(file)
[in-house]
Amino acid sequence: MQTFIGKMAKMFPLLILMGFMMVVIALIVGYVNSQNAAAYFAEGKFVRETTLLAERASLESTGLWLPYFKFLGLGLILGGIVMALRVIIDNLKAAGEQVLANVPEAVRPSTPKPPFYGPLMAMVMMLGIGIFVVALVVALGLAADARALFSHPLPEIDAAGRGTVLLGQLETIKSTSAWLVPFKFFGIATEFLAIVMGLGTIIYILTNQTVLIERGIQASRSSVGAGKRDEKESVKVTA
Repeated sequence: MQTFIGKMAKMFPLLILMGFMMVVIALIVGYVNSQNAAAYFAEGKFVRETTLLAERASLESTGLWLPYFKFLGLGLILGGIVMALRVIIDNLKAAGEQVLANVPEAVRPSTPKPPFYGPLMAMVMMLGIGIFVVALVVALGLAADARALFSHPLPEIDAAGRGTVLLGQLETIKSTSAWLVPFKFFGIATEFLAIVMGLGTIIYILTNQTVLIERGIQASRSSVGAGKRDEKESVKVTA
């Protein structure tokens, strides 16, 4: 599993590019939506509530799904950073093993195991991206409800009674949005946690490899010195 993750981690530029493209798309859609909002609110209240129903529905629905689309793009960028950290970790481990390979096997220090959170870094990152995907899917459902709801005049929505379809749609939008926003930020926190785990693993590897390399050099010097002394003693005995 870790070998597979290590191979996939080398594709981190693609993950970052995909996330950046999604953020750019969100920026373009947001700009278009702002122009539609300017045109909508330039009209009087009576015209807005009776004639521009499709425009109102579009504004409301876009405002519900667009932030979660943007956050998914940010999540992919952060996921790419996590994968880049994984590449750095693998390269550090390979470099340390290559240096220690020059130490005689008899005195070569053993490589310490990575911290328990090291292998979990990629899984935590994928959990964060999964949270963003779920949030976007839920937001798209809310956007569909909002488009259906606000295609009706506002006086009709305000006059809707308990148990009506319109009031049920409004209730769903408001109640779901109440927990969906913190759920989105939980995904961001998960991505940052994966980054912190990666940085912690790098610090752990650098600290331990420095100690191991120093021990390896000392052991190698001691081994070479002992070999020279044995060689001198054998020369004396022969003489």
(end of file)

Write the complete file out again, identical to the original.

[in-house]
Amino acid sequence: MQTFIGKMAKMFPLLILMGFMMVVIALIVGYVNSQNAAAYFAEGKFVRETTLLAERASLESTGLWLPYFKFLGLGLILGGIVMALRVIIDNLKAAGEQVLANVPEAVRPSTPKPPFYGPLMAMVMMLGIGIFVVALVVALGLAADARALFSHPLPEIDAAGRGTVLLGQLETIKSTSAWLVPFKFFGIATEFLAIVMGLGTIIYILTNQTVLIERGIQASRSSVGAGKRDEKESVKVTA
Repeated sequence: MQTFIGKMAKMFPLLILMGFMMVVIALIVGYVNSQNAAAYFAEGKFVRETTLLAERASLESTGLWLPYFKFLGLGLILGGIVMALRVIIDNLKAAGEQVLANVPEAVRPSTPKPPFYGPLMAMVMMLGIGIFVVALVVALGLAADARALFSHPLPEIDAAGRGTVLLGQLETIKSTSAWLVPFKFFGIATEFLAIVMGLGTIIYILTNQTVLIERGIQASRSSVGAGKRDEKESVKVTA
């Protein structure tokens, strides 16, 4: 599993590019939506509530799904950073093993195991991206409800009674949005946690490899010195 993750981690530029493209798309859609909002609110209240129903529905629905689309793009960028950290970790481990390979096997220090959170870094990152995907899917459902709801005049929505379809749609939008926003930020926190785990693993590897390399050099010097002394003693005995 870790070998597979290590191979996939080398594709981190693609993950970052995909996330950046999604953020750019969100920026373009947001700009278009702002122009539609300017045109909508330039009209009087009576015209807005009776004639521009499709425009109102579009504004409301876009405002519900667009932030979660943007956050998914940010999540992919952060996921790419996590994968880049994984590449750095693998390269550090390979470099340390290559240096220690020059130490005689008899005195070569053993490589310490990575911290328990090291292998979990990629899984935590994928959990964060999964949270963003779920949030976007839920937001798209809310956007569909909002488009259906606000295609009706506002006086009709305000006059809707308990148990009506319109009031049920409004209730769903408001109640779901109440927990969906913190759920989105939980995904961001998960991505940052994966980054912190990666940085912690790098610090752990650098600290331990420095100690191991120093021990390896000392052991190698001691081994070479002992070999020279044995060689001198054998020369004396022969003489």